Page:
Although Federal Rule of Civil Procedure 8 allows a relatively simple set of allegations to make a complaint, keep in mind that it is the first opportunity the plaintiff has to start telling the story of the case. This adds another level of effort that an attorney must expend in drafting a good complaint. The hope is that the judge will start his or her understanding of the case by first reading the complaint. Indeed, good complaints often begin with an introduction that summarizes the plaintiff’s case and the law that governs that case. If you are a plaintiff, make sure your attorney does a good job setting out the story that justifies the award sought at the end of the complaint.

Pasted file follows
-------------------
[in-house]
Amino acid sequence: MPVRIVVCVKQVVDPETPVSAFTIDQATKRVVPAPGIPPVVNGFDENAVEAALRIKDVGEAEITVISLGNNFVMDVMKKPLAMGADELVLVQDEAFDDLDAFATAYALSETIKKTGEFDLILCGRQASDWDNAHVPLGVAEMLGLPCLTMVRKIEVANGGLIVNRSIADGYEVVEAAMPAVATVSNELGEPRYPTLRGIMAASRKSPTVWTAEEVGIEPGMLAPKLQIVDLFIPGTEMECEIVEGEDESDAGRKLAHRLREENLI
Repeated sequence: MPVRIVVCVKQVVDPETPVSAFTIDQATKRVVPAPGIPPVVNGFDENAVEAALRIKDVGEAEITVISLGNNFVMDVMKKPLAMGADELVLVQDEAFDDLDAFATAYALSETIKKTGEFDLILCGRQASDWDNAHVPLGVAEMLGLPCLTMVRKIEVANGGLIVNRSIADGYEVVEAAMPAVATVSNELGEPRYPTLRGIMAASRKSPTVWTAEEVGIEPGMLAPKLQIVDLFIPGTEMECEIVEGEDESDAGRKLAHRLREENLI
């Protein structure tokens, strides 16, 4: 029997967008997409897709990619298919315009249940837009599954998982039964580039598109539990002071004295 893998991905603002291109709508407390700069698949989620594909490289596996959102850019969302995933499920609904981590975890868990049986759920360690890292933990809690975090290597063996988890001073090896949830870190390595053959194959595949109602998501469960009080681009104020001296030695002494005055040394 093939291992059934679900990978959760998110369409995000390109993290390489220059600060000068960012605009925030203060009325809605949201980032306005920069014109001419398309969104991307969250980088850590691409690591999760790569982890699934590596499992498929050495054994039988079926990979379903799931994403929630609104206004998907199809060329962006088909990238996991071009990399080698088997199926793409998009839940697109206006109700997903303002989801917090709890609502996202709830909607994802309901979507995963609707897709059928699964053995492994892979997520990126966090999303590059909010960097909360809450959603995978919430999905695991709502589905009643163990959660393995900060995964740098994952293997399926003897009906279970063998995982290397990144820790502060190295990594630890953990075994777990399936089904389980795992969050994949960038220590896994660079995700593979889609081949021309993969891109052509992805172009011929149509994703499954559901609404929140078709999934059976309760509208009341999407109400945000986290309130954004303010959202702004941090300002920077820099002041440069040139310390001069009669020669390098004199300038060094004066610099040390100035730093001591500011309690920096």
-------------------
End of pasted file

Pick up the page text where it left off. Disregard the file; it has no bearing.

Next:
To place any litigation obligations on the defendant—except for the duty to preserve evidence—the complaint must be served on the defendant. The civil rules of procedure provide for several methods of making service, including the familiar personal service with a process server. In federal practice, the defendant has 20 days to appear in court after these types of service. In practice the usual way that complaints are served is through acceptance of service by the defendant’s lawyer. Then, a civil defendant normally gets 60 days to appear in federal court. All of this assumes that the plaintiff is not seeking equitable relief like a preliminary injunction. We will get to that later in this blog. One other practice pointer is that the parties ordinarily negotiate the actual date of first appearance to allow time for defendant’s lawyer to investigate and prepare the response. Lawyers control the timing of a case—not clients—so this type of accommodation is normal professional courtesy.